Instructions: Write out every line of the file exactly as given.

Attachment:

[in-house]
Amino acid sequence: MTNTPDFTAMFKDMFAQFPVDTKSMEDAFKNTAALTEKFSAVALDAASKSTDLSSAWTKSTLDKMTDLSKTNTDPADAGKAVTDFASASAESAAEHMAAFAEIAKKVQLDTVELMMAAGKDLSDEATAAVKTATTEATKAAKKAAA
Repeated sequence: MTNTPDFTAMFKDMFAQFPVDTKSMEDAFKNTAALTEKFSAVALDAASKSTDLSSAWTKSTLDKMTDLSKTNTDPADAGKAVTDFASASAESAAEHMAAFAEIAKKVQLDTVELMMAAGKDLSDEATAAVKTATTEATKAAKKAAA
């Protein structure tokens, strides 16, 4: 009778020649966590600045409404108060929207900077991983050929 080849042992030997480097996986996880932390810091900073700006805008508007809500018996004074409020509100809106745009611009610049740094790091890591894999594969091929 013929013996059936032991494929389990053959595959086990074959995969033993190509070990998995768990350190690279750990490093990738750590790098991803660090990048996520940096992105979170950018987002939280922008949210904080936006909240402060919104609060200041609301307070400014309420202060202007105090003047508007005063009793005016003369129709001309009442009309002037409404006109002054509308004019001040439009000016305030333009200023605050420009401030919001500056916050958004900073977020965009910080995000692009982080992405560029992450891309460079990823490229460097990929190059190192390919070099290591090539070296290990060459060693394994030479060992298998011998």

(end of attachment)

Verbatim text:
[in-house]
Amino acid sequence: MTNTPDFTAMFKDMFAQFPVDTKSMEDAFKNTAALTEKFSAVALDAASKSTDLSSAWTKSTLDKMTDLSKTNTDPADAGKAVTDFASASAESAAEHMAAFAEIAKKVQLDTVELMMAAGKDLSDEATAAVKTATTEATKAAKKAAA
Repeated sequence: MTNTPDFTAMFKDMFAQFPVDTKSMEDAFKNTAALTEKFSAVALDAASKSTDLSSAWTKSTLDKMTDLSKTNTDPADAGKAVTDFASASAESAAEHMAAFAEIAKKVQLDTVELMMAAGKDLSDEATAAVKTATTEATKAAKKAAA
């Protein structure tokens, strides 16, 4: 009778020649966590600045409404108060929207900077991983050929 080849042992030997480097996986996880932390810091900073700006805008508007809500018996004074409020509100809106745009611009610049740094790091890591894999594969091929 013929013996059936032991494929389990053959595959086990074959995969033993190509070990998995768990350190690279750990490093990738750590790098991803660090990048996520940096992105979170950018987002939280922008949210904080936006909240402060919104609060200041609301307070400014309420202060202007105090003047508007005063009793005016003369129709001309009442009309002037409404006109002054509308004019001040439009000016305030333009200023605050420009401030919001500056916050958004900073977020965009910080995000692009982080992405560029992450891309460079990823490229460097990929190059190192390919070099290591090539070296290990060459060693394994030479060992298998011998």